“The United States issued two horse gas masks during World War I. One was a British mask (and the American copy) and the other was the American horse gas mask. The principle difference between the two was the material used for the filter. The British mask, noted for its high breathing resistance, was made of two layers of flannelette impregnated with komplexene. The breathing resistance limited its use in horses used to move supplies and equipment around the battlefield. The carrier was a 5- by 14-inch canvas duck bag. The American horse gas mask was made of multilayered cheesecloth impregnated with komplexene (six layers of cheesecloth) and simplexene (eight layers of cheesecloth) and had low breathing resistance. Because the horses disliked the flavor of this mixture, oilcloth was inserted between the mouthpiece and the cheesecloth. The American carrier was a 10- by 14-inch burlap bag. The American Expeditionary Forces used the British horse gas mask until enough American masks were supplied. The British mask was standard throughout the war. “6
French horses with gas masks.The high breathing resistance of the British mask was a major limiting factor in its use; when Tamblyn is writing about his experiences the mask he had access to was the British mask, which is why the tactics called for moving at a slow trot or driving the animals away from the gas without using masks at all.
The Fifth Avenue Uniform Company of New York City manufactured 377,881 horse gas masks of all types. Of this total, 351,270 were shipped overseas before Armistice Day. 7
- Tamblyn, David Sobey. The Horse In War. Originally printed in 1920, Jackson Press, Kingston, Ontario; reprinted by Leonaur, 2011, p. 39-40.
- From the Medicine in World War 1 page on this website: http://www.worldwar1centennial.org/index.php/injuries-in-world-war-i.html
- Ibid, Tamblyn p.40.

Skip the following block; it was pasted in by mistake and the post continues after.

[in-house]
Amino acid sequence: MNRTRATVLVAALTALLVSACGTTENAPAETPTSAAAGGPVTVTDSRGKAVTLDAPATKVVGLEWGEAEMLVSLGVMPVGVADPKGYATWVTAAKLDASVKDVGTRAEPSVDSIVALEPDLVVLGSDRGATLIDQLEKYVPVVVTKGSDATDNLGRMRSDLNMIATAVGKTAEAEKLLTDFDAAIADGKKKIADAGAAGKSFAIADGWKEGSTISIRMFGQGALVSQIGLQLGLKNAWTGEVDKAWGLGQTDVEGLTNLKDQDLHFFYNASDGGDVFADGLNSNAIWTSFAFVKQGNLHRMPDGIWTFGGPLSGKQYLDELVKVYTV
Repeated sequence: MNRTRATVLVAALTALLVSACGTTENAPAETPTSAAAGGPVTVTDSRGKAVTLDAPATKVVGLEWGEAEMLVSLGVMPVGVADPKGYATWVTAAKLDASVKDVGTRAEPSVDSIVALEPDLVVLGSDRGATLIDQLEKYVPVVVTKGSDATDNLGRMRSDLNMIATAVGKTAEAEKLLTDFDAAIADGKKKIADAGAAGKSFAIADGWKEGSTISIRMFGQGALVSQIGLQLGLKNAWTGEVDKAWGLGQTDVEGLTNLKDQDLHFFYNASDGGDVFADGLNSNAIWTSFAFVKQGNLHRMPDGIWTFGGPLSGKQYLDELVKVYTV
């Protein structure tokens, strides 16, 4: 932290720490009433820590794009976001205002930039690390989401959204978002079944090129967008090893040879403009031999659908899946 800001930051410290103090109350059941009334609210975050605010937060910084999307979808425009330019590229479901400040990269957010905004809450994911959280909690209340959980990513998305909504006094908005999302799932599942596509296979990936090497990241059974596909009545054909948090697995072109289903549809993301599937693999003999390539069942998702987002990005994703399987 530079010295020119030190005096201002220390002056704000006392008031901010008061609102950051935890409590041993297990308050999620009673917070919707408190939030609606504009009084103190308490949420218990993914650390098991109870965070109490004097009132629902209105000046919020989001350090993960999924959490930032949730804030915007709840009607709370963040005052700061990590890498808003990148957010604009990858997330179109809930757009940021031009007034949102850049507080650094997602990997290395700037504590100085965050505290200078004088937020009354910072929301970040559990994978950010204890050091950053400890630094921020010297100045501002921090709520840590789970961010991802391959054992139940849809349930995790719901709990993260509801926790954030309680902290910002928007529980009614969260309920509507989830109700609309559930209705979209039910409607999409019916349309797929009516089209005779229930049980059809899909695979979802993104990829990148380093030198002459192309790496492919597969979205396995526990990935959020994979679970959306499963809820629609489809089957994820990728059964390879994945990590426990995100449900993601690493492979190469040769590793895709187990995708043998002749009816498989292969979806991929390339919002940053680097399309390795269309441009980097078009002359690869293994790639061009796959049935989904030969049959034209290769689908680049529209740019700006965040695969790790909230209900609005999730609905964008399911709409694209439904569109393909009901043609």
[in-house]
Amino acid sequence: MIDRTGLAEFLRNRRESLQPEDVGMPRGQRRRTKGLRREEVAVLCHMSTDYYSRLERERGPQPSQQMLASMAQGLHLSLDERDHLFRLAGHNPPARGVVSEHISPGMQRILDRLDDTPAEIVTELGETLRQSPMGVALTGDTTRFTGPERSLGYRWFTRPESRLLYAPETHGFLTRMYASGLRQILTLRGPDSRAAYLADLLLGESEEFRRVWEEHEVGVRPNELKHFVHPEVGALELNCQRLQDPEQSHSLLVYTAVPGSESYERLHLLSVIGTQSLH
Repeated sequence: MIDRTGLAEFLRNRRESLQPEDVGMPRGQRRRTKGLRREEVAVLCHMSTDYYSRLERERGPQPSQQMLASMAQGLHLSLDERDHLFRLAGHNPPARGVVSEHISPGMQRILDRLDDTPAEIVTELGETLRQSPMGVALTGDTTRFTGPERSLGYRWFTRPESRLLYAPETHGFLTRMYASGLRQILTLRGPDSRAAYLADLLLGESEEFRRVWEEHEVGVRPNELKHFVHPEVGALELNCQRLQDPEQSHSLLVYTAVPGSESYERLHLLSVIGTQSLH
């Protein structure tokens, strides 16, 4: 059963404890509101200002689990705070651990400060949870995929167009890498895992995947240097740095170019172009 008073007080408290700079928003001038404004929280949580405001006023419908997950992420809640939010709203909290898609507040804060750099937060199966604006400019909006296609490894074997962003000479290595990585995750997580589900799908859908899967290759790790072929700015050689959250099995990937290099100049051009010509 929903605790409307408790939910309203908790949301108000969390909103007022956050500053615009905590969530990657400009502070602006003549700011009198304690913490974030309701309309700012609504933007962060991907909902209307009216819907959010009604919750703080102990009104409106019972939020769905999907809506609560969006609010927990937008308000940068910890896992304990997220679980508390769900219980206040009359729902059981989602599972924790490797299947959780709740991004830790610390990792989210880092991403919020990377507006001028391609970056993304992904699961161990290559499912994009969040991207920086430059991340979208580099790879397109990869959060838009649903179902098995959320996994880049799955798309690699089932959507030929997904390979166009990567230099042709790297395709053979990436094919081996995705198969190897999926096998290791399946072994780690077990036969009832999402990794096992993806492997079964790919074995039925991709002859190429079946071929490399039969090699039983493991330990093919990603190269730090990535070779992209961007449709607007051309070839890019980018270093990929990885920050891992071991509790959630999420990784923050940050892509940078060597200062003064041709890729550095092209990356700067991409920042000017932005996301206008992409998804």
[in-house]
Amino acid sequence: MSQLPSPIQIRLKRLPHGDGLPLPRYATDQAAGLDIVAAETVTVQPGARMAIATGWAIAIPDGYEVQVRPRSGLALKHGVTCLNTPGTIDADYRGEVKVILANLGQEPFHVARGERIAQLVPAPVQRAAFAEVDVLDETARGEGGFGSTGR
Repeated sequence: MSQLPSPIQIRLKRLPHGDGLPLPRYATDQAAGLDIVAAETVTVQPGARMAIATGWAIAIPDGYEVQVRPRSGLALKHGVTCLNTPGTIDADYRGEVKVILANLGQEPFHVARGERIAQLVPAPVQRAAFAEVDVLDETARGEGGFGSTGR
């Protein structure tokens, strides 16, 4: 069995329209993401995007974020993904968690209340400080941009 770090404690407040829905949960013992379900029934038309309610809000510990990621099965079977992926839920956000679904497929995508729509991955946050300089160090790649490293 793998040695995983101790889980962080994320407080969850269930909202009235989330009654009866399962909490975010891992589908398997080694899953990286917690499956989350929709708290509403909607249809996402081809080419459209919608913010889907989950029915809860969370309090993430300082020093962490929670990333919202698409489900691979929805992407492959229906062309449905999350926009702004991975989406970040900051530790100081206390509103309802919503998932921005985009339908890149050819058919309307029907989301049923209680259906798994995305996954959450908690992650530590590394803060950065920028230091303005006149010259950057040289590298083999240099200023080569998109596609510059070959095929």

- Ibid, Tamblyn, p.40.
- Walk, Major Robert D.. “Military Masks Animals in Chemical Warfare.” Published online http://www.gasmasklexikon.com/Page/USA-Mil-Animals.htm
- Ibid, Walk.
- Ibid, Walk.
British poster from the Be Kind to Animals campaign, WW1 era.Within months of the beginning of the war, it was becoming apparent that none of the armies had the resources they needed to cope with the incredible numbers of animals involved. There were not enough horses and mules but in addition, there were not enough veterinarians, grooms, drivers, or farriers to care for the animals that were in France.
In civilian life, the cause of animal welfare was growing ever more popular in both England and the U.S.
These circumstances gave rise to an unusual alliance – private organizations that raised significant funds and provided medical supplies, horse ambulances and even entire hospitals to the British, French, and U.S. army veterinary organizations on the battlefront.
The Blue Cross Society
The first to act was a British organization, the Blue Cross Society. Organized in 1912 as a branch of London’s “Our Dumb Friends League” (at a time when “dumb” as assumed to mean “unable to speak” rather than “stupid.”)
Blue Cross was launched to help war horses during the Balkan War. The League was already very active in horse rescue in the streets of London, having its own horse ambulance and having opened an animal hospital in 1906 which was still operating a century later.1